Death by Bacteria — Artist depiction of President Garfield’s last looks at the sea from his Long Branch cottage, Harper’s Weekly, September 1881. It’s likely the president’s own doctors killed him — health historians believe the constant poking and probing of the wound with septic fingers and instruments made the president’s infection worse and his recovery impossible.
President Garfield’s sick room at the Francklyn cottage, Sept. 1881. Read: “The Dirty, Painful Death of President James A. Garfield” — HERE
President Garfield’s funeral train, 1881.
President Garfield’s cottage, 1885.
President Garfield’s cottage, 1908.
President Garfield’s cottage, 1908. The seashore mansion included 20 rooms.
President Garfield’s cottage, 1881. Known as the Charles Francklyn cottage — his family also owned the Cunard Line.
After the president’s death here in 1881, the house burned in June 1920.
President Garfield’s house in Elberon, late 1800s.
President Garfield’s cottage, early 1900s.
Mrs. Lucretia Garfield with her adult children, 1911 (Western Reserve Historical Society).
President Abraham Lincoln
Odd obit for Dr. Joseph A. Booth, brother of the 1865 presidential assassin, Asbury Park Press, February 1902.
President William McKinley
President William McKinley (l) and Vice President Garret Hobart in Long Branch, 1899.
President Chester Arthur arrives at the Elberon Station on Sept. 20, 1881 to pay his respects to the late President Garfield.
Former President Theodore Roosevelt at Branchport train station, May 1912. Long Branch Mayor Bryant Newcomb (l) introduced him. TR was campaigning for the 1912 Republican Party nomination for US President. He won the NJ primary that month but lost the nomination to his hand-picked successor and incumbent President William H. Taft. Despite the loss, the 26th president still ran for an unprecedented third-term on the Progressive Party ticket (or “Bull Moose Party”). Both presidents were defeated that November 1912 by Democrat Woodrow Wilson (then serving as NJ’s governor). Wilson’s victory came with just 41% of the vote — nationally and in NJ too. TR had easily carried NJ in ’00 (as VP) and ’04 (as President). TR died in January 1919.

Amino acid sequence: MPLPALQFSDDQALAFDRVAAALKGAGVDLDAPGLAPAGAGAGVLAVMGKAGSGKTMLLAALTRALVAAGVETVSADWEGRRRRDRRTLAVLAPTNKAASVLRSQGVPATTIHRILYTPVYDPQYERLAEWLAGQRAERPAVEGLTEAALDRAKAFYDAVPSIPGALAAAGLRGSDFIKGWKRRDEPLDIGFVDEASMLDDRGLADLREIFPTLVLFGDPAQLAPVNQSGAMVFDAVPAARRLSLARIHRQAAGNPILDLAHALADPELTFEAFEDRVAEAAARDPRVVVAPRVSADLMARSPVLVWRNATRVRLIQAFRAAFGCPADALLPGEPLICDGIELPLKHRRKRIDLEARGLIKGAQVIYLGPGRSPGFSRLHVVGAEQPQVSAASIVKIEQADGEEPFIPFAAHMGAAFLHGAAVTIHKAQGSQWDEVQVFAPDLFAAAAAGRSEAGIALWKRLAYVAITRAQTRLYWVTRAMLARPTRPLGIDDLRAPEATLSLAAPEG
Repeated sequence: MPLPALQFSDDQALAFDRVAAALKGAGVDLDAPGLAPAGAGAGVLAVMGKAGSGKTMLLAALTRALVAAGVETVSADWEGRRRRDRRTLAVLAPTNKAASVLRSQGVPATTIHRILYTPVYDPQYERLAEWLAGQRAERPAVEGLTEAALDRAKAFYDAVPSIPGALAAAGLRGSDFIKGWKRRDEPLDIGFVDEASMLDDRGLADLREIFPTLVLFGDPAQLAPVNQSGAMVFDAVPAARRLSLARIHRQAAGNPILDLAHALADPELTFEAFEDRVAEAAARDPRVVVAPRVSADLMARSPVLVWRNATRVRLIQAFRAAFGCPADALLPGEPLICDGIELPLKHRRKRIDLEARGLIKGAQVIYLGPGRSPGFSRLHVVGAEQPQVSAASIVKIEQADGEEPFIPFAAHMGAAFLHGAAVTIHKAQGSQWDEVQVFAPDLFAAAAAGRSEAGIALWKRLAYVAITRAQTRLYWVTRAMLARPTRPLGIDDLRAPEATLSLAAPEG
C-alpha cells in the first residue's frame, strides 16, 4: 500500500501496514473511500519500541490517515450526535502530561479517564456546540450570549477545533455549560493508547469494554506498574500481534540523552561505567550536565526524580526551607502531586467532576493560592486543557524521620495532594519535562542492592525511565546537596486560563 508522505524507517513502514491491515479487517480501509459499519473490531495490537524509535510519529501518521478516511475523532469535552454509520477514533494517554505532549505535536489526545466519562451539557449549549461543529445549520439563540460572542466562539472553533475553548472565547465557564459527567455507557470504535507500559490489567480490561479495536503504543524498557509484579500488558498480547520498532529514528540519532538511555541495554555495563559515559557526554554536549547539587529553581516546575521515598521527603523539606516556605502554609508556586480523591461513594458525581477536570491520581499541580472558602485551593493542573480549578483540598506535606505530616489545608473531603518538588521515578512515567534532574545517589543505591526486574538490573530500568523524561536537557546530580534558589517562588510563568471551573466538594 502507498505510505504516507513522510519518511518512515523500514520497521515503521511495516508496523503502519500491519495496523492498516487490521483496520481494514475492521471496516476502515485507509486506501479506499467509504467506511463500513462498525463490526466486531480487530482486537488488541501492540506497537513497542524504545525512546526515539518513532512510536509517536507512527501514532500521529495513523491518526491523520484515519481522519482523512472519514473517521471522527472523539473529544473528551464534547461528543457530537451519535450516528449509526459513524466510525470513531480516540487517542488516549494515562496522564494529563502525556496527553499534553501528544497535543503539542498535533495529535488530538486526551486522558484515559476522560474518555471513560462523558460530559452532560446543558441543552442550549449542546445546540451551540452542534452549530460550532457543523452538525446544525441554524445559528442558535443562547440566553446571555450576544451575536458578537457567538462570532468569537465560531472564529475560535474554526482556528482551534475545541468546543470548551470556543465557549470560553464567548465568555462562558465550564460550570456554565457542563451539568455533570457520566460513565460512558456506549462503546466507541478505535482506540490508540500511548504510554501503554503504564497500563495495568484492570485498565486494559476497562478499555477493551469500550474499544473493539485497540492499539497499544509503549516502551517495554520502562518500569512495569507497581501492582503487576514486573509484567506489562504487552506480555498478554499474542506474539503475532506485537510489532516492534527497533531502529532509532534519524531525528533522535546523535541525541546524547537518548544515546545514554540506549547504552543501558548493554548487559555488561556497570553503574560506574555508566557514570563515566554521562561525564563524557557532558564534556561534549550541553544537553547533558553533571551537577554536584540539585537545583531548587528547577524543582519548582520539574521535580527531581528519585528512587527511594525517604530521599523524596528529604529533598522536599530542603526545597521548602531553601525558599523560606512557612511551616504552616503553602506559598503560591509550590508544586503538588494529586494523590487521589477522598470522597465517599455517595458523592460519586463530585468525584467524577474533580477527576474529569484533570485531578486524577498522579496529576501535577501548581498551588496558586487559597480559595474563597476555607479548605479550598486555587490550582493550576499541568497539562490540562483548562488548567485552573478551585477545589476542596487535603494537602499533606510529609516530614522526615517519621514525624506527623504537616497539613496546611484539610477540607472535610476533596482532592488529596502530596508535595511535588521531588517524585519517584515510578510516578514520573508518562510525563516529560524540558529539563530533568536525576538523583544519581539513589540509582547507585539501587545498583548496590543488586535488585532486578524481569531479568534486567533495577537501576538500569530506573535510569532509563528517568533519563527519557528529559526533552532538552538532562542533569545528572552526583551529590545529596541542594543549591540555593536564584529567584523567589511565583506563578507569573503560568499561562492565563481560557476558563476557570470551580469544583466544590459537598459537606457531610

Church of the Presidents
Church of the Presidents on Ocean Avenue, 2020. All seven American presidents who visited Long Branch also worshiped here.
Church of the Presidents in Elberon, early 1900s.
Church of the Presidents, early 1900s. Designed by Potter & Robertson — the New York architects were responsible for many of the grand homes in Elberon.
Church of the Presidents on Ocean Avenue, 1905 (Edward Thomas Photo).
Church of the Presidents, early 1900s. Consecrated as the St. James Episcopal chapel in June 1879, all services stopped in 1953.
Church of the Presidents, 1940s.
Church of the Presidents, 1960s.
Church of the Presidents, 1966.
Church of the Presidents, 1991.
Church of the Presidents, 2018.
Church of the Presidents, 2021 (New York Times Photo).
Church of the Presidents, 2000s.
Church of the Presidents sketch, 1964. The building was saved from a wrecker’s ball in 1999 by the Long Branch Historical Museum membership.
Church of the Presidents, 1930s. Listed on the National Register of Historic Places in 1976.
Church of the Presidents postcard, 1940s.
Church of the Presidents, 2021. The cornerstone was laid in April 1854 when the Rev. Harry Finch was Rector.